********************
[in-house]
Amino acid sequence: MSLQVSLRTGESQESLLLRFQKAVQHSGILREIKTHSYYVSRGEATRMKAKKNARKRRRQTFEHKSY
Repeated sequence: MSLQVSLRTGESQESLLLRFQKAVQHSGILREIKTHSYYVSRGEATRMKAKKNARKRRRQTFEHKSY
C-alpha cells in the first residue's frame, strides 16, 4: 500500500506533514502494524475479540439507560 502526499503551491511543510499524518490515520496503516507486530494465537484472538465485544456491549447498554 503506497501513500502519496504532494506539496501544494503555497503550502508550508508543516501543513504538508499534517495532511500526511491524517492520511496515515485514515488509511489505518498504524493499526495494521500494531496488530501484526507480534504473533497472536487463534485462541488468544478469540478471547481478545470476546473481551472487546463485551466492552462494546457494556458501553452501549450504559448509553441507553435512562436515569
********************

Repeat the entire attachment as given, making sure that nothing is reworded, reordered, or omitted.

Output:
[in-house]
Amino acid sequence: MSLQVSLRTGESQESLLLRFQKAVQHSGILREIKTHSYYVSRGEATRMKAKKNARKRRRQTFEHKSY
Repeated sequence: MSLQVSLRTGESQESLLLRFQKAVQHSGILREIKTHSYYVSRGEATRMKAKKNARKRRRQTFEHKSY
C-alpha cells in the first residue's frame, strides 16, 4: 500500500506533514502494524475479540439507560 502526499503551491511543510499524518490515520496503516507486530494465537484472538465485544456491549447498554 503506497501513500502519496504532494506539496501544494503555497503550502508550508508543516501543513504538508499534517495532511500526511491524517492520511496515515485514515488509511489505518498504524493499526495494521500494531496488530501484526507480534504473533497472536487463534485462541488468544478469540478471547481478545470476546473481551472487546463485551466492552462494546457494556458501553452501549450504559448509553441507553435512562436515569